Over the years I have seen a few families get rid of their dog after having a baby. I was shocked in one case and the other times I wasn’t as surprised. The time I was shocked the family was REALLY into their dog. I met them before their little boy was even a glimmer. They took the dog everywhere, and they treated it like gold. After their baby was born they called me in a panic because they just did not realize how much time their little boy was going to take and they thought their dog might not be happy.
They both had very challenging jobs that required long hours. Before their son was born they did not mind the late night walks and the training sessions needed to keep their high energy dog happy and content. After their son was born they were both sleep-deprived and were looking at the reality that they just might not have enough time for everything they needed to do to keep their dog happy and provide the attention their son needed.
After meeting with me a couple times and hearing all the normal suggestions of feeding out of Kongs, using a “nothing for free” strategy, teaching the dog to walk nicely with the stroller so they can walk the dog and the baby, getting dog walkers, etc. they made the decision to give the dog to a child-free relative that could provide more attention. They were devastated and I was shocked that it had come to this.
I really believe they could have worked through the situation, but their minds were made up.
Having a new baby myself, I have a fresh perspective on what they went through. But, I still think they could have made it work. Maybe there are certain situations that might require someone to make the tough decision to find a new home for their dog, I think that families should do everything in their power to keep their dog. Situations that might cause a family to find a new home include aggression by the dog or health issues of a family member that change the mobility of someone. I am sure there are others, but I think there has to be a serious life-changing event to warrant getting rid of a dog.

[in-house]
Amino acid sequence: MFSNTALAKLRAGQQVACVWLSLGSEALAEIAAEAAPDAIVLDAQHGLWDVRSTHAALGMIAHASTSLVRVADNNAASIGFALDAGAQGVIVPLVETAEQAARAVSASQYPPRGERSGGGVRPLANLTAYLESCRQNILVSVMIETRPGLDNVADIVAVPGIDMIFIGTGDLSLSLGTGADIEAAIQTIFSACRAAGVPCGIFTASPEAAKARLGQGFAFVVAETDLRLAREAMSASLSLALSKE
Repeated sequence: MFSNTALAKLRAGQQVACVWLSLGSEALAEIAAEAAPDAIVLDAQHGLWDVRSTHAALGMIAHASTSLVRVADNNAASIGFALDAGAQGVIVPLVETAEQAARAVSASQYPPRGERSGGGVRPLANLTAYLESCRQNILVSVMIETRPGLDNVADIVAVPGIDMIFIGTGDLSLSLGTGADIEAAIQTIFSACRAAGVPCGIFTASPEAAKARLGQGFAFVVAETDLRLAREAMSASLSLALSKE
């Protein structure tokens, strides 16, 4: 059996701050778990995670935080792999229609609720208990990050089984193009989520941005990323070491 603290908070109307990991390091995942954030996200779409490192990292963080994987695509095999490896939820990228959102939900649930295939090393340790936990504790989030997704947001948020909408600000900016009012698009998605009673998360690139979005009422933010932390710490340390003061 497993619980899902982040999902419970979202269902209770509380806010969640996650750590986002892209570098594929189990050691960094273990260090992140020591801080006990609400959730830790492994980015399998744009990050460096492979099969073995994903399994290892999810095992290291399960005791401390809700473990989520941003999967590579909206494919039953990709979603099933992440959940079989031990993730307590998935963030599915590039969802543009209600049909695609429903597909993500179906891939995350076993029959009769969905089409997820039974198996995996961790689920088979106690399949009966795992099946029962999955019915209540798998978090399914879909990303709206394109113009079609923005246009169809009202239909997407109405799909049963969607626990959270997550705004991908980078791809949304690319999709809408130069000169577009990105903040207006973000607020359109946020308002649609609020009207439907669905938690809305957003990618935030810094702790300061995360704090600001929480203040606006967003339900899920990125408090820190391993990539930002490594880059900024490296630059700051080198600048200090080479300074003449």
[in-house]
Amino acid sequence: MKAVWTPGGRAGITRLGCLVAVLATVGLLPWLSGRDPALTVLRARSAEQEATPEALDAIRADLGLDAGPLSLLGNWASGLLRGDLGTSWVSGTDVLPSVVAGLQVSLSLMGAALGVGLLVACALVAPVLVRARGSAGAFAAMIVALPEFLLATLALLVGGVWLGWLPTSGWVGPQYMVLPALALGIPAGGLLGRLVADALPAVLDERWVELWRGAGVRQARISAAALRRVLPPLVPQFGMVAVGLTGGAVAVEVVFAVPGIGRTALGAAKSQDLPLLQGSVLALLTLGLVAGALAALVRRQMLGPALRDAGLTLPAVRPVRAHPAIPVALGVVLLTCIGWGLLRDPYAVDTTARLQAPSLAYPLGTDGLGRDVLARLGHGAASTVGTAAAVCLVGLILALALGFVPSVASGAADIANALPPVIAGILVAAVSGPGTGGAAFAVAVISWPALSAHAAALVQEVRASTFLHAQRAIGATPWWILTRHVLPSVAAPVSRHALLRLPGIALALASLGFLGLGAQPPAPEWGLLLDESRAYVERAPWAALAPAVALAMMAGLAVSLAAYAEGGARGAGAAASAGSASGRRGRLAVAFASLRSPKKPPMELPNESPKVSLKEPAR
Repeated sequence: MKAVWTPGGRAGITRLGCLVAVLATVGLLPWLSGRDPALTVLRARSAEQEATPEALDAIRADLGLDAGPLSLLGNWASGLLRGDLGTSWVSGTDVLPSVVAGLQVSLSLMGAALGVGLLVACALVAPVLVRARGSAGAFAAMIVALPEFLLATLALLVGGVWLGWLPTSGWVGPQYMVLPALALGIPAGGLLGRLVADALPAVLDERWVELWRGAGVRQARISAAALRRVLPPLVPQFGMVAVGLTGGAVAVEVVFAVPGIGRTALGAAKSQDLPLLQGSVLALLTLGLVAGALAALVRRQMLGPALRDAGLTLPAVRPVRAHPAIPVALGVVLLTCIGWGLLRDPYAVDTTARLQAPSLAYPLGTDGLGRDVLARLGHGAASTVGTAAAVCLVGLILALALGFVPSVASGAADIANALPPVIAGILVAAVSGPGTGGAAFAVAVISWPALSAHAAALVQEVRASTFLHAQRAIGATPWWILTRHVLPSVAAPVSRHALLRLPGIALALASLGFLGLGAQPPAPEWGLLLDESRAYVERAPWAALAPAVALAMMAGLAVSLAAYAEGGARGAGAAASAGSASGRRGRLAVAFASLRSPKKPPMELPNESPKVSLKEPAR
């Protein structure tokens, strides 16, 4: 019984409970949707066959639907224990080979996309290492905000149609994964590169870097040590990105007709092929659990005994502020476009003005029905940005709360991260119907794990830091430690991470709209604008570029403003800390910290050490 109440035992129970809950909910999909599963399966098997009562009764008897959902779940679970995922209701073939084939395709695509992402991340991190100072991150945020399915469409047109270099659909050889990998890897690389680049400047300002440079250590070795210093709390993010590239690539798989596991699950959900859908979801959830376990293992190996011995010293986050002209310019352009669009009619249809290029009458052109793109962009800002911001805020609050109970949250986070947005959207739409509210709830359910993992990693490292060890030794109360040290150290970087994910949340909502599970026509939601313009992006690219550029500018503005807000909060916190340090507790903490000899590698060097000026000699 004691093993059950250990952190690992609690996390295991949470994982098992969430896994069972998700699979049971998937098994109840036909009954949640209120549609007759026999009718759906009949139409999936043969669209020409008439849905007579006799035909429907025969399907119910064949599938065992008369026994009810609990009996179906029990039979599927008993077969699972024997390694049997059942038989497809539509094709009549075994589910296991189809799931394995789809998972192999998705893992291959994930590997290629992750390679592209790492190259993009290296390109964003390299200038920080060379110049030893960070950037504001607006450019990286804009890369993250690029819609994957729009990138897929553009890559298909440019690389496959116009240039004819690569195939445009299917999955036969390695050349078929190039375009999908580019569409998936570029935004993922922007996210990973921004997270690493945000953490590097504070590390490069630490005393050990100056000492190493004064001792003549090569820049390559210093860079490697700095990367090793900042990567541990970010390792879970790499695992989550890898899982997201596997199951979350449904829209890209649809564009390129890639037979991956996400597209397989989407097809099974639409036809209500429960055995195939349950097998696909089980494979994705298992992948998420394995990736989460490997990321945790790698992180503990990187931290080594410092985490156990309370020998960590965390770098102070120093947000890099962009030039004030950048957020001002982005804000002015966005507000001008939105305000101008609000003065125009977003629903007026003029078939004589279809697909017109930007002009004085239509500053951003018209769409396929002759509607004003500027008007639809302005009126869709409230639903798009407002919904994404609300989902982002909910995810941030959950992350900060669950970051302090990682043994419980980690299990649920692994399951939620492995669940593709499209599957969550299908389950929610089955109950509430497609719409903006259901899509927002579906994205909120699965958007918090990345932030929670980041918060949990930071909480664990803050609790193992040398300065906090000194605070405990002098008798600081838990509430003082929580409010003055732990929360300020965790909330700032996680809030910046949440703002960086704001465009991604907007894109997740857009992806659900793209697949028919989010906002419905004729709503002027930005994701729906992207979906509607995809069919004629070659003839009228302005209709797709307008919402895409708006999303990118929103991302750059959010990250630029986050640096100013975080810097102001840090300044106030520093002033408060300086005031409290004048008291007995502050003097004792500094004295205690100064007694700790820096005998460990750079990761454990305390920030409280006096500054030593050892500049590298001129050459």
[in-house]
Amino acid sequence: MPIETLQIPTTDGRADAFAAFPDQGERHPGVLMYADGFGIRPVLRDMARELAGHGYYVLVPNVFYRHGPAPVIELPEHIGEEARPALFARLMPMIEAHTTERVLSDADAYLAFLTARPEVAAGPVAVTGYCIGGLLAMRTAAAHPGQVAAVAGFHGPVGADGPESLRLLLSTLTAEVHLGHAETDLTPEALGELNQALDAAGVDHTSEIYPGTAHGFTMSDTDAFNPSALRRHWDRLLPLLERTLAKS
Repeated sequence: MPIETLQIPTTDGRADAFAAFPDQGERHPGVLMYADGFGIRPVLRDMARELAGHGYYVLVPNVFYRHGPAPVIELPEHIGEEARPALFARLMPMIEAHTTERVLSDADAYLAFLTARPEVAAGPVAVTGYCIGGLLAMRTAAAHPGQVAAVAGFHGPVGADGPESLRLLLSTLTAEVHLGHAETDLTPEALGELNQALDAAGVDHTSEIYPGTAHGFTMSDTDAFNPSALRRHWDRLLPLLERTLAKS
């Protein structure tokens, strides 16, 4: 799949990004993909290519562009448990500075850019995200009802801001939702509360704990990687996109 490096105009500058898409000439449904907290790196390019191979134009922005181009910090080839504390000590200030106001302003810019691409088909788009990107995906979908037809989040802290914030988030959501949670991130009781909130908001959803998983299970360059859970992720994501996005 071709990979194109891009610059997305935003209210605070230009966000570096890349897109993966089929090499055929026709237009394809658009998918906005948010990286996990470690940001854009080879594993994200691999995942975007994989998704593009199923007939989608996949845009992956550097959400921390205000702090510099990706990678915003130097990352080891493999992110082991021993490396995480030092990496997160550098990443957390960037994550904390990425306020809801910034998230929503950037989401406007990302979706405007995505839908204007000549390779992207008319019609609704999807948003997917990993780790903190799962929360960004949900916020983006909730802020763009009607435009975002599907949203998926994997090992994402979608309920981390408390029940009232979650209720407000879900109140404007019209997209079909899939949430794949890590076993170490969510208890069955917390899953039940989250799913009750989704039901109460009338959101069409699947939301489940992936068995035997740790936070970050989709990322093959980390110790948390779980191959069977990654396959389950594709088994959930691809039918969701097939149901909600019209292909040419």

I don’t think having a baby is enough of a change.
Here are some tips to help you provide your dog with the much-needed time, attention and exercise needed to keep him or her happy and in your home.
- Feed out of Kongs or other toys. These provide mental stimulation and activity instead of a few minutes of eating followed by boredom.
- Use a “nothing for free” strategy. This is not to be strict, but to remind the person to train more often. Simple exercises such as sitting before going outside, waiting 30 seconds before release to eat dinner, having to look at you before going to say hello to their dog friend outside are all simple ways to increase the amount of training time each day.
- Put training times on the calendar. I know that baby times are not always consistent, but everyone can find 15 minutes of time per day to train. Everyone.
- Train for dinner. Put the dinner bowl on the counter and do short training sessions while feeding your dog his dinner. If you run out of time, put the rest in a Kong for him to finish.
- Work on “Stay”. Stay is a great mental exercise that can really calm a dog down.
- Take your dog with you when you take your baby. One person can push the stroller, the other person can hold the leash.
- Hide treats around the house. Teach your dog to stay or tether the leash to a doorknob and put 20-30 dried chicken or other treat around the house and then send your dog off to find them. This is a great activity.
- Get dog walkers. If you don’t have as much time for your dog, hire dog walkers a few times a week.
- Find a responsible kid in the neighborhood to play fetch with your dog. There is probably someone that would love to play with your dog if you just keep an eye out.
- Turn the tv off. Everyone needs downtime, yes, but your dog needs you. You can find 15 minutes of time for your dog. You really can.
- Get up 15 minutes earlier and go to bed 15 minutes later. I understand sleep deprivation, believe me. We have a collicky baby that used to cry for hours every evening. But, we are talking about a dog that you took in and promised to take care of. You can do it.